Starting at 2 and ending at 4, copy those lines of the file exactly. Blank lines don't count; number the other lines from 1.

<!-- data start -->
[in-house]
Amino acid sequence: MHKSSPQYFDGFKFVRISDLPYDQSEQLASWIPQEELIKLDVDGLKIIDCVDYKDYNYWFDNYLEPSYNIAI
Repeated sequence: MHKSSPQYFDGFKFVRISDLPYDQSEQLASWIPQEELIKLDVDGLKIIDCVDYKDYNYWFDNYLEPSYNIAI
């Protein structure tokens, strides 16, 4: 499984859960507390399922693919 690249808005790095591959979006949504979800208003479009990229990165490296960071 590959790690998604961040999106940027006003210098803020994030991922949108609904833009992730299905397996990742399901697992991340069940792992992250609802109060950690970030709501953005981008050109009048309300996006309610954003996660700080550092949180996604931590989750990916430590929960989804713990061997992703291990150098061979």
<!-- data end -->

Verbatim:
Amino acid sequence: MHKSSPQYFDGFKFVRISDLPYDQSEQLASWIPQEELIKLDVDGLKIIDCVDYKDYNYWFDNYLEPSYNIAI
Repeated sequence: MHKSSPQYFDGFKFVRISDLPYDQSEQLASWIPQEELIKLDVDGLKIIDCVDYKDYNYWFDNYLEPSYNIAI
């Protein structure tokens, strides 16, 4: 499984859960507390399922693919 690249808005790095591959979006949504979800208003479009990229990165490296960071 590959790690998604961040999106940027006003210098803020994030991922949108609904833009992730299905397996990742399901697992991340069940792992992250609802109060950690970030709501953005981008050109009048309300996006309610954003996660700080550092949180996604931590989750990916430590929960989804713990061997992703291990150098061979």